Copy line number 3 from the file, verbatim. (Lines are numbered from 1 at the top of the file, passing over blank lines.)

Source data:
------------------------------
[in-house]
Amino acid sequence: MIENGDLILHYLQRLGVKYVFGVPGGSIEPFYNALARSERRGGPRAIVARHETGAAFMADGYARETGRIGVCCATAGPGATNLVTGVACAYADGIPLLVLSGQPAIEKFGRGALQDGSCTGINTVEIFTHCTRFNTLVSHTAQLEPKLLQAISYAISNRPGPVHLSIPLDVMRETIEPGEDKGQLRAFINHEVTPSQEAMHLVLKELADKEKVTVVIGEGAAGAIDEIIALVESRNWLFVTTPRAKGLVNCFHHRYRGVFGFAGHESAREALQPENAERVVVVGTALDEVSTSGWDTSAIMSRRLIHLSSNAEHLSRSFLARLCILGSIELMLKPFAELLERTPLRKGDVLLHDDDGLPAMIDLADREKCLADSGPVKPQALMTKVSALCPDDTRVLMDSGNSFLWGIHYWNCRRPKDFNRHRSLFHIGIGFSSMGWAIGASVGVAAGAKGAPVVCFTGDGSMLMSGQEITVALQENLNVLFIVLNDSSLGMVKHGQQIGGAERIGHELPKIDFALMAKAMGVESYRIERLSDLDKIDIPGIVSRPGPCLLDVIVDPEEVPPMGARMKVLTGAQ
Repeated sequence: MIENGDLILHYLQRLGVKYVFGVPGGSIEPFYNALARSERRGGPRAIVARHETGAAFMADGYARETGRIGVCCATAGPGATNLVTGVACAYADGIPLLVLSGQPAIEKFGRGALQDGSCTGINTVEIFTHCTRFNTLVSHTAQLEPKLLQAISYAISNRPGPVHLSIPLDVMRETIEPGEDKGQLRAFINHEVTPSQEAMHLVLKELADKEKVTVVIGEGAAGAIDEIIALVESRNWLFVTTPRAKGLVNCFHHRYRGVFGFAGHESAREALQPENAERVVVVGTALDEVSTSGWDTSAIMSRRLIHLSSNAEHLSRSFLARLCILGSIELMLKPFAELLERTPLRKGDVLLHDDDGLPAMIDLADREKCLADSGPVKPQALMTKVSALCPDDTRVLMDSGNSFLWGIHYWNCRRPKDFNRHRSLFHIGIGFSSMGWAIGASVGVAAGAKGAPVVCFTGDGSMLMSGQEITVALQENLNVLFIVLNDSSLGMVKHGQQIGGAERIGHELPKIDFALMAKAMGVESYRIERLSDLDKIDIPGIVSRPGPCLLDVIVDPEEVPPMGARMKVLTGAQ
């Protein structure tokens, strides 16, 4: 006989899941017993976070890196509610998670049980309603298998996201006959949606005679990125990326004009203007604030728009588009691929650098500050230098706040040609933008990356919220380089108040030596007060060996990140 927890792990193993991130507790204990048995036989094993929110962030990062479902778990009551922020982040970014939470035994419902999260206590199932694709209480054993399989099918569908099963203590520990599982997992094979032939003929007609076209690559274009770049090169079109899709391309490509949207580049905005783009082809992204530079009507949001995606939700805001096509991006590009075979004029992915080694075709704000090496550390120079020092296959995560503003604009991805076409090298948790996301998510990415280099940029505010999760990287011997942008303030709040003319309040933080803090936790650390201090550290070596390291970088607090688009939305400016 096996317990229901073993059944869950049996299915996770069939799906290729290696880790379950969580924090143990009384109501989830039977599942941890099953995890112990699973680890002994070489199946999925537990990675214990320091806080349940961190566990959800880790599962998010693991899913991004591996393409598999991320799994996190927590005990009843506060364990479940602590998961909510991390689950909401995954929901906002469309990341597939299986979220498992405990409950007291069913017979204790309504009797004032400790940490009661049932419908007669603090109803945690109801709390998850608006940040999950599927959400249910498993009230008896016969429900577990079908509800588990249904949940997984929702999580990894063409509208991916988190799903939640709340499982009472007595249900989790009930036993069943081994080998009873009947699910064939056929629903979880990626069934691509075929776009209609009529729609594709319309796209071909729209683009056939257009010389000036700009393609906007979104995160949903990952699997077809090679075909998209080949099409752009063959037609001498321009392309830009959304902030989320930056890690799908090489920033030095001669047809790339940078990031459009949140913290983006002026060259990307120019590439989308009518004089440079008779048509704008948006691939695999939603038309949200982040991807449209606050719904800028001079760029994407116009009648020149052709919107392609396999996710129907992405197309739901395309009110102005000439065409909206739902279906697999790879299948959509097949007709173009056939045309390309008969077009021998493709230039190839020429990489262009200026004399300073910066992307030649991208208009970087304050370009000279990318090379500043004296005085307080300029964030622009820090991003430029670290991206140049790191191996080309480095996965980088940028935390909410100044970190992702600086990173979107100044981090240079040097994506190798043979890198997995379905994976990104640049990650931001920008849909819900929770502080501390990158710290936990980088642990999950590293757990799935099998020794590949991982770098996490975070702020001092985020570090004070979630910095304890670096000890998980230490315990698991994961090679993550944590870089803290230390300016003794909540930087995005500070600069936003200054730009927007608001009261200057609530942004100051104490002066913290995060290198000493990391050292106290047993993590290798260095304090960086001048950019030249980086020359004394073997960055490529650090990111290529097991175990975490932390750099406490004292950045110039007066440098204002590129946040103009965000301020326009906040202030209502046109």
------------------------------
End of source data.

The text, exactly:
Repeated sequence: MIENGDLILHYLQRLGVKYVFGVPGGSIEPFYNALARSERRGGPRAIVARHETGAAFMADGYARETGRIGVCCATAGPGATNLVTGVACAYADGIPLLVLSGQPAIEKFGRGALQDGSCTGINTVEIFTHCTRFNTLVSHTAQLEPKLLQAISYAISNRPGPVHLSIPLDVMRETIEPGEDKGQLRAFINHEVTPSQEAMHLVLKELADKEKVTVVIGEGAAGAIDEIIALVESRNWLFVTTPRAKGLVNCFHHRYRGVFGFAGHESAREALQPENAERVVVVGTALDEVSTSGWDTSAIMSRRLIHLSSNAEHLSRSFLARLCILGSIELMLKPFAELLERTPLRKGDVLLHDDDGLPAMIDLADREKCLADSGPVKPQALMTKVSALCPDDTRVLMDSGNSFLWGIHYWNCRRPKDFNRHRSLFHIGIGFSSMGWAIGASVGVAAGAKGAPVVCFTGDGSMLMSGQEITVALQENLNVLFIVLNDSSLGMVKHGQQIGGAERIGHELPKIDFALMAKAMGVESYRIERLSDLDKIDIPGIVSRPGPCLLDVIVDPEEVPPMGARMKVLTGAQ